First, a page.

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Public Leadership and the Collaboration Imperative

It's an approach that's critical for the public sector. A San Francisco project illustrates the qualities that are needed.

Collaborative leadership is the ability to inspire and bring about collective action across diverse stakeholder groups to achieve a shared goal. These leaders consciously engage people, departments and systems outside their immediate control.

Nowhere is this form of leadership more important than in the public sector, where the interests of diverse cultures, operating norms, domains and traditions must be reconciled to overcome the inevitable resistance to change.

To address today's governance challenges, the tactical skills of effective collaborative public leadership are not only valuable, they are critical to success. Yet a collaborative approach doesn't come naturally to many public leaders, particularly those who have come into government from other management cultures.

So how does effective collaborative leadership work? The story of how the San Francisco Business Portal, the city's one-stop shop for starting and growing a business, was created illustrates a half-dozen qualities that collaborative leaders exercise to unite and effort across divides:

Collaborative leaders create shared purpose that addresses the needs of all impacted partners. Shared purpose keeps partners united and focused. This can take the form of a mission statement. In San Francisco, the business permitting process has long frustrated business and public employees alike. Eighteen departments are involved. There are a total of 400 permits. Aspiring restaurateurs seeking to open a business, for example, must secure 24 different permits which require engaging 11 city departments and several state agencies. The mission was clear: have all the information small business owners need to start, stay and grow in San Francisco in one place.

They have a "Mission Possible" mindset. Collaborative leaders are acutely focused on the long-term goal, putting mission before personalities, resistance to change, interagency conflict, resource constraints and skepticism. These leaders engage through open-ended questioning and nonjudgmental inquiry -- conversations that require courage, focus, humility and openness. For the Business Portal, initial (and natural) skepticism was engaged through listening tours and ongoing active listening. Concerns were addressed head-on through respectful and honest discussion.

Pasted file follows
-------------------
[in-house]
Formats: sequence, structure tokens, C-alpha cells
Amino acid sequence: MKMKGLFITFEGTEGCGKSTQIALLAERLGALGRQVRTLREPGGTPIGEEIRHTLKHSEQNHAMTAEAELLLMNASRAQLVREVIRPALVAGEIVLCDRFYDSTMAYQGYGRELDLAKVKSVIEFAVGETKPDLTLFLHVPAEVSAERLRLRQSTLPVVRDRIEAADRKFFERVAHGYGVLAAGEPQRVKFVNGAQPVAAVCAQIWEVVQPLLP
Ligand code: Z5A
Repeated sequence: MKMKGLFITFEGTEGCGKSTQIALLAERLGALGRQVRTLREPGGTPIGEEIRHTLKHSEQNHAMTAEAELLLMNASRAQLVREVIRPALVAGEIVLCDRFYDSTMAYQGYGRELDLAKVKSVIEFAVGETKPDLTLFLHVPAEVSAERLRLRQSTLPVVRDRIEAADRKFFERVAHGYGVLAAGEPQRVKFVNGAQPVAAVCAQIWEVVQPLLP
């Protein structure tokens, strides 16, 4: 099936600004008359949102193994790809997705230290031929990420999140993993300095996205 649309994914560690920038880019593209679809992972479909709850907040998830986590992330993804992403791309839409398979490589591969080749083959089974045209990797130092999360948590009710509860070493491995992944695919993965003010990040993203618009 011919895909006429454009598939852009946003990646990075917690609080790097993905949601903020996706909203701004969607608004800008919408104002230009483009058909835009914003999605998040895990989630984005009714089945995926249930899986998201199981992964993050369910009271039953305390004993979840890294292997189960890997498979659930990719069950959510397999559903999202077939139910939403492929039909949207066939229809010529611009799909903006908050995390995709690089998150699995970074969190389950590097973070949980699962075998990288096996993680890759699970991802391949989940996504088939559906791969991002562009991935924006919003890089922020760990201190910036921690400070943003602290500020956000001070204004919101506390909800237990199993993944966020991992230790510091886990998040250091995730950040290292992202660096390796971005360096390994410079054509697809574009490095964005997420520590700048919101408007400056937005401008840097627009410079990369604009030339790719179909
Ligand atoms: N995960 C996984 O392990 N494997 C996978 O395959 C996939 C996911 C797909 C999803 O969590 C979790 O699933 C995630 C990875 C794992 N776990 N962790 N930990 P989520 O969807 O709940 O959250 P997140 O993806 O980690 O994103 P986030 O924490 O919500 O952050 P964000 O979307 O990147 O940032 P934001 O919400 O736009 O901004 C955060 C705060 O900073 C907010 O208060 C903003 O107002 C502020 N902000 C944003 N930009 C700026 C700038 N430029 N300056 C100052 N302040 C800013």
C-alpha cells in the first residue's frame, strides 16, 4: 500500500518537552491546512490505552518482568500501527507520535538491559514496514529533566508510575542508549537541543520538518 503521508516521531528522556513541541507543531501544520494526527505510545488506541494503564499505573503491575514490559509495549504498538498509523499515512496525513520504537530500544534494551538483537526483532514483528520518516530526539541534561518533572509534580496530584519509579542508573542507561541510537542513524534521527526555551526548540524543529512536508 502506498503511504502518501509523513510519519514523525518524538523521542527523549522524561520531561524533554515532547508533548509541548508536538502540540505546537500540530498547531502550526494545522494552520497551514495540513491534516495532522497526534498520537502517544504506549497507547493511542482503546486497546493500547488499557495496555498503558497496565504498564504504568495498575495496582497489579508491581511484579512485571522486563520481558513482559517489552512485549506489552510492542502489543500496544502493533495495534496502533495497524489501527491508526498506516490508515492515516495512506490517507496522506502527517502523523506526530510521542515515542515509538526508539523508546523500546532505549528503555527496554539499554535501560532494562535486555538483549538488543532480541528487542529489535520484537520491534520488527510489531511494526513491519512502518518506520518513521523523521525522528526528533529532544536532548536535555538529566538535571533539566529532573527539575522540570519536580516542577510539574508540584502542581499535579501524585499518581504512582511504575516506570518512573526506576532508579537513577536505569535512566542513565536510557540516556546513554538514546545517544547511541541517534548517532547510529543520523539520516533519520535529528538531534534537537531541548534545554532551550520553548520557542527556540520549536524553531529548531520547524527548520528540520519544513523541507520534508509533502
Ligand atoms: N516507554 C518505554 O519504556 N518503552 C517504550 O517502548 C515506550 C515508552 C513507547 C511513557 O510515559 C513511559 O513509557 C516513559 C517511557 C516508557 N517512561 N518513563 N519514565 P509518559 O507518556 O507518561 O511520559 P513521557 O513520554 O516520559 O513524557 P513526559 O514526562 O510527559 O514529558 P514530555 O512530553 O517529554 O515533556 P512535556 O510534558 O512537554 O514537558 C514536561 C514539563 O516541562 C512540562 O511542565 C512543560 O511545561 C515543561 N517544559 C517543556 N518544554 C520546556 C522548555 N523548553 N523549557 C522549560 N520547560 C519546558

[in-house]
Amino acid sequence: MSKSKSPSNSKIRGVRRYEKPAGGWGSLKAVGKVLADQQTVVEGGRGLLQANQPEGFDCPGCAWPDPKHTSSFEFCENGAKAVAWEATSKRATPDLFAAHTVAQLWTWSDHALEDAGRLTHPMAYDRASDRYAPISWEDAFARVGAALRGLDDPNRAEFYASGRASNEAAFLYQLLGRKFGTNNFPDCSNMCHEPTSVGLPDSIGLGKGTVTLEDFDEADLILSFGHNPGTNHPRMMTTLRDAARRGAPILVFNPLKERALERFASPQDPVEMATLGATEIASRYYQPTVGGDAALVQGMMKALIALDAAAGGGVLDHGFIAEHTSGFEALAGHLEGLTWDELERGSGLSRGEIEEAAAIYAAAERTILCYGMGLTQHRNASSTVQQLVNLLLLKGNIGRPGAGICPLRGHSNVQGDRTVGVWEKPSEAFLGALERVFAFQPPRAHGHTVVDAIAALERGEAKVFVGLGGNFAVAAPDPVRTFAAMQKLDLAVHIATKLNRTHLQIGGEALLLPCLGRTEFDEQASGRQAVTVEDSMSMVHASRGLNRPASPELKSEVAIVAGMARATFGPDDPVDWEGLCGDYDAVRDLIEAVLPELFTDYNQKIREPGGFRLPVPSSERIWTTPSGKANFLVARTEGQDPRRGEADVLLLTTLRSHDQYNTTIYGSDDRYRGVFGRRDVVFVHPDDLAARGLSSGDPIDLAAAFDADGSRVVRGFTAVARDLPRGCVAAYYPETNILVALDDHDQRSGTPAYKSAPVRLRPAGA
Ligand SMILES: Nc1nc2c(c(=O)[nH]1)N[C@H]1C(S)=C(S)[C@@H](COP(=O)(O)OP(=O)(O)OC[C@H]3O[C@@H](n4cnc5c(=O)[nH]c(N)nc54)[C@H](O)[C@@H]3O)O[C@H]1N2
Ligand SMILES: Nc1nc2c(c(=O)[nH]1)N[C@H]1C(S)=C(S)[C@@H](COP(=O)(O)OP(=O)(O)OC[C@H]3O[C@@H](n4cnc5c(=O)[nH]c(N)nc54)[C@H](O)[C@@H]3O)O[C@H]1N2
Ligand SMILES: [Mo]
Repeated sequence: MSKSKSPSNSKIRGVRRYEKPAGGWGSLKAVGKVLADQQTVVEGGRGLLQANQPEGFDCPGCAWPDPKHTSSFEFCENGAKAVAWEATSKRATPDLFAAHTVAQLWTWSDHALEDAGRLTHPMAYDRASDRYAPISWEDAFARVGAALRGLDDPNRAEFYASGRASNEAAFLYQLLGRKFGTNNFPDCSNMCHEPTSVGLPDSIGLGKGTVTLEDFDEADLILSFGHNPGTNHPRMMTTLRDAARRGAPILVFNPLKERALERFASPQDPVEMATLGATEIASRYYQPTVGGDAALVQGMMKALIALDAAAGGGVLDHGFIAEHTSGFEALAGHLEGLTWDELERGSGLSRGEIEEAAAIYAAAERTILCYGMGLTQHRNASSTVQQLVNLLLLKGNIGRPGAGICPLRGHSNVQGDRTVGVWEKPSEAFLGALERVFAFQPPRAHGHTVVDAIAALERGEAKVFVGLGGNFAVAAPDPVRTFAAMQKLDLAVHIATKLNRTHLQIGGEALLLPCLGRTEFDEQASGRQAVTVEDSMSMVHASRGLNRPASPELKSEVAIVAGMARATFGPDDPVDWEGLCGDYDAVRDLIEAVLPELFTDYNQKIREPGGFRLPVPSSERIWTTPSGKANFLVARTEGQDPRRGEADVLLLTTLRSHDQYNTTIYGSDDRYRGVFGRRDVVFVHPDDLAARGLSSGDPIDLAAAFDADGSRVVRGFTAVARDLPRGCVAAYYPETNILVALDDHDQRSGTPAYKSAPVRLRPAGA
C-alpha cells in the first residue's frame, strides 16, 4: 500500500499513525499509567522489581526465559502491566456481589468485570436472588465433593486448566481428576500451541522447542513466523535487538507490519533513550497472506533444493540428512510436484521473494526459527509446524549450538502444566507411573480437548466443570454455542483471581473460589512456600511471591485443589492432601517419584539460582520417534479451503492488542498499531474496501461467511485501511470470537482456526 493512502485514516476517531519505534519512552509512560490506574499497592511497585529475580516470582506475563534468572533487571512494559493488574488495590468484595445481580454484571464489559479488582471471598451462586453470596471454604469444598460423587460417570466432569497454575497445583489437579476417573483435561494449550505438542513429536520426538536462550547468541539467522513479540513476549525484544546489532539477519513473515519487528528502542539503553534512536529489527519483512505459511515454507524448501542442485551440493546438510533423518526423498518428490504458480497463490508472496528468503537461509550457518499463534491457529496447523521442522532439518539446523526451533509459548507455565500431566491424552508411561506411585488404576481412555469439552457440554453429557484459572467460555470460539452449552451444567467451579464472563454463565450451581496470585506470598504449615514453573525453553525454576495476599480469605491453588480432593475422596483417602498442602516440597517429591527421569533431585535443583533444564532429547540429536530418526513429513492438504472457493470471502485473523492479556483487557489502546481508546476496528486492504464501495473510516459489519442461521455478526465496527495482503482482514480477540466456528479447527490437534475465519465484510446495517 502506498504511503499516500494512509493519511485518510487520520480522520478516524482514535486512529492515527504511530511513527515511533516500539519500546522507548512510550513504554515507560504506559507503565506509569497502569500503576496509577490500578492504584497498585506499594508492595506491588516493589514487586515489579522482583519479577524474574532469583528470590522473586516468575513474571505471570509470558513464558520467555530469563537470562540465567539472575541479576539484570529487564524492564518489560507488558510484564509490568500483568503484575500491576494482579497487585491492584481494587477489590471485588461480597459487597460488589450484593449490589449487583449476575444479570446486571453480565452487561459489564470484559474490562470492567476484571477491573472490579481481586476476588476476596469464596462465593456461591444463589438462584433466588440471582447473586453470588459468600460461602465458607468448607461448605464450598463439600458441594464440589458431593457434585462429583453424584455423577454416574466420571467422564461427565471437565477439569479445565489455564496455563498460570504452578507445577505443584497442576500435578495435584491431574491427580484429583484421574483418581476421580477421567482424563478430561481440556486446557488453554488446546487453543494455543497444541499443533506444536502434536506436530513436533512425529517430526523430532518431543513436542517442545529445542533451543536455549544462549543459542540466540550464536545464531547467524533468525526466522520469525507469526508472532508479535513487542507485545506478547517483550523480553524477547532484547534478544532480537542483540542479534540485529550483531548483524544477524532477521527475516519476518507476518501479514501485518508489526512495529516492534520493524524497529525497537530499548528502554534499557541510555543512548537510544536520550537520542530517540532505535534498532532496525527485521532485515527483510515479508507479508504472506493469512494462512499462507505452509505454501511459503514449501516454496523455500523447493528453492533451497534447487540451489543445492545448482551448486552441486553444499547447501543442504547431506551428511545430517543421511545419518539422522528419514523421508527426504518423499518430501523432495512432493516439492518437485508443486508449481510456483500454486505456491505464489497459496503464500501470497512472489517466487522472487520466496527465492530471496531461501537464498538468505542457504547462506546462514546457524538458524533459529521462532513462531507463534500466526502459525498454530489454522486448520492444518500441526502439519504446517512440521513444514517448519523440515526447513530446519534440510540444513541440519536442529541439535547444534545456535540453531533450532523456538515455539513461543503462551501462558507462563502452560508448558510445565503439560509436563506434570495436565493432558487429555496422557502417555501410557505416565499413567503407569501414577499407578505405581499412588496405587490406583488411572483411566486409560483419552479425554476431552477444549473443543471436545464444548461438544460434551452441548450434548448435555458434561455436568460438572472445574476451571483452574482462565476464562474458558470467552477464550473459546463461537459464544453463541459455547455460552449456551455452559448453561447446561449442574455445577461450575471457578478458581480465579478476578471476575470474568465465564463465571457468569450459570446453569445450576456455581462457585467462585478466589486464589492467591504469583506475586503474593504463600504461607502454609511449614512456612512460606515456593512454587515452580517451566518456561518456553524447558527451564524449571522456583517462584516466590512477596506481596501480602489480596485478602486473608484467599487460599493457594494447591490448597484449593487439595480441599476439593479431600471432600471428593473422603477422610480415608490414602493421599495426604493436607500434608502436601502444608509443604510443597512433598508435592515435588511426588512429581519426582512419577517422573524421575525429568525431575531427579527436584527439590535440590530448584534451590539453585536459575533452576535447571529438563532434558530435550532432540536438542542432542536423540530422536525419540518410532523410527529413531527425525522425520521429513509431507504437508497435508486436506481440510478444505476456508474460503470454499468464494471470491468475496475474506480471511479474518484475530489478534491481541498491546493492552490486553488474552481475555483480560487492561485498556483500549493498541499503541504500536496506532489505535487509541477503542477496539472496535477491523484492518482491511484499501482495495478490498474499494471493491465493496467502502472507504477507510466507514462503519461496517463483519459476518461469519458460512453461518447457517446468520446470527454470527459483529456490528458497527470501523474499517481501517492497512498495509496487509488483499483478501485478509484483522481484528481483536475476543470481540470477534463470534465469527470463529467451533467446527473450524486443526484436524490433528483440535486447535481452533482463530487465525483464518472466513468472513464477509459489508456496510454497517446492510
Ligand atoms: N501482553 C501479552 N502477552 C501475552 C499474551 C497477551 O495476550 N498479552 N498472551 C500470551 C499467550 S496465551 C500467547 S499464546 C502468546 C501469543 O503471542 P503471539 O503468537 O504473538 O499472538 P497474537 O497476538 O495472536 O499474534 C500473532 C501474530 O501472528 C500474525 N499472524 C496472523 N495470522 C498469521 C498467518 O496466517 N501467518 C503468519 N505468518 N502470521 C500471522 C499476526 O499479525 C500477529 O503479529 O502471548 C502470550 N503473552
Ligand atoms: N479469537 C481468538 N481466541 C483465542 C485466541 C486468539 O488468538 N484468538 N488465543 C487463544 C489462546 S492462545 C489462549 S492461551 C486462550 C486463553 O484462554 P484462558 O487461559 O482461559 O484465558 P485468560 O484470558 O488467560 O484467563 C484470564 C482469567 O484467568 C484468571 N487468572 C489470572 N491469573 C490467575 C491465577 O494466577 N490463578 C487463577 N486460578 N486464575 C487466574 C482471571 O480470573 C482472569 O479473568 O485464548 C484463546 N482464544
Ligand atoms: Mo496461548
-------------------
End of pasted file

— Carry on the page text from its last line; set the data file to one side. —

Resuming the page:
They model from the top. This sets the tone throughout the system. Turf wars and politics are set aside. To begin the business portal project, Mayor Ed Lee convened a meeting with affected department heads to share the mission, explain its reasoning and solicit feedback. He asked department heads for their commitment to making the initiative a priority and communicating that resolve to their teams.

They engage the whole ecosystem early and often. Collaborative leaders think strategically about the kinds of partnerships and the types of skills that will benefit the new policy or service. Then they engage in respectful, productive and mission-focused discussion. For the portal, the mayor shared the vision. Department heads engaged their teams. All permitting departments participated in a kickoff meeting and maintained ongoing communication on content. An advisory body comprising the three most impacted and knowledgeable departments -- the Department of Technology, the Office of Small Business, and the Mayor's Office of Economic and Workforce Development -- shared technical guidance throughout. Front-line employees shared experiences, expertise and offered ongoing counsel. Business owners were asked for their perspective and assisted the project team in developing the user experience.

They are realistic about what others can offer and achieve. They anticipate barriers to action, such as limited departmental resources, fiscal-year timing and even seasonal attrition. They factor such realities into an action plan via clearly outlined roles and responsibilities, communications and operations systems, and progress metrics. The portal project team acted as system connectors, keeping partners informed through a transparent action plan and frequent feedback loops that were agile, often impromptu and always forward-focused.

They recognize the value of emotional intelligence and work it. Collaborative leaders are patient. They empathize. They're respectful. They appreciate the time, insights and perspectives of their partners. As the process of building the San Francisco Business Portal illustrates, collaboration takes time and people need validation to stay inspired.

Leader of Oakland, Calif.-based Novos Consulting
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